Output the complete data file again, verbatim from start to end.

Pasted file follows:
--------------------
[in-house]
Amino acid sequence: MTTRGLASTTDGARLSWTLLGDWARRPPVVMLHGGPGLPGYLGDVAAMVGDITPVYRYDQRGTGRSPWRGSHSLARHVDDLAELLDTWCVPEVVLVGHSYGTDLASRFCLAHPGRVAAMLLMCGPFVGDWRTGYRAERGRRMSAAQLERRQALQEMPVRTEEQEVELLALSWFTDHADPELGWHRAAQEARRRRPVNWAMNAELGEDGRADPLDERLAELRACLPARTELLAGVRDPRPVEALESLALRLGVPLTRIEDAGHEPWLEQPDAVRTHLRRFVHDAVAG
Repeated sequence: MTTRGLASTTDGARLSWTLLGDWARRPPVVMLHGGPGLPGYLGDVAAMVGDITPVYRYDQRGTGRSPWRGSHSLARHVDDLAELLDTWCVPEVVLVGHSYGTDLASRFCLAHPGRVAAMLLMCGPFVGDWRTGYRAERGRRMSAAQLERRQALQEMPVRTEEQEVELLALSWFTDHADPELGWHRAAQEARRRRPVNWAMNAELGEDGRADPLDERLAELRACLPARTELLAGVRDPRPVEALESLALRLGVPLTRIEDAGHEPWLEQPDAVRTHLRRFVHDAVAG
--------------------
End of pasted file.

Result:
[in-house]
Amino acid sequence: MTTRGLASTTDGARLSWTLLGDWARRPPVVMLHGGPGLPGYLGDVAAMVGDITPVYRYDQRGTGRSPWRGSHSLARHVDDLAELLDTWCVPEVVLVGHSYGTDLASRFCLAHPGRVAAMLLMCGPFVGDWRTGYRAERGRRMSAAQLERRQALQEMPVRTEEQEVELLALSWFTDHADPELGWHRAAQEARRRRPVNWAMNAELGEDGRADPLDERLAELRACLPARTELLAGVRDPRPVEALESLALRLGVPLTRIEDAGHEPWLEQPDAVRTHLRRFVHDAVAG
Repeated sequence: MTTRGLASTTDGARLSWTLLGDWARRPPVVMLHGGPGLPGYLGDVAAMVGDITPVYRYDQRGTGRSPWRGSHSLARHVDDLAELLDTWCVPEVVLVGHSYGTDLASRFCLAHPGRVAAMLLMCGPFVGDWRTGYRAERGRRMSAAQLERRQALQEMPVRTEEQEVELLALSWFTDHADPELGWHRAAQEARRRRPVNWAMNAELGEDGRADPLDERLAELRACLPARTELLAGVRDPRPVEALESLALRLGVPLTRIEDAGHEPWLEQPDAVRTHLRRFVHDAVAG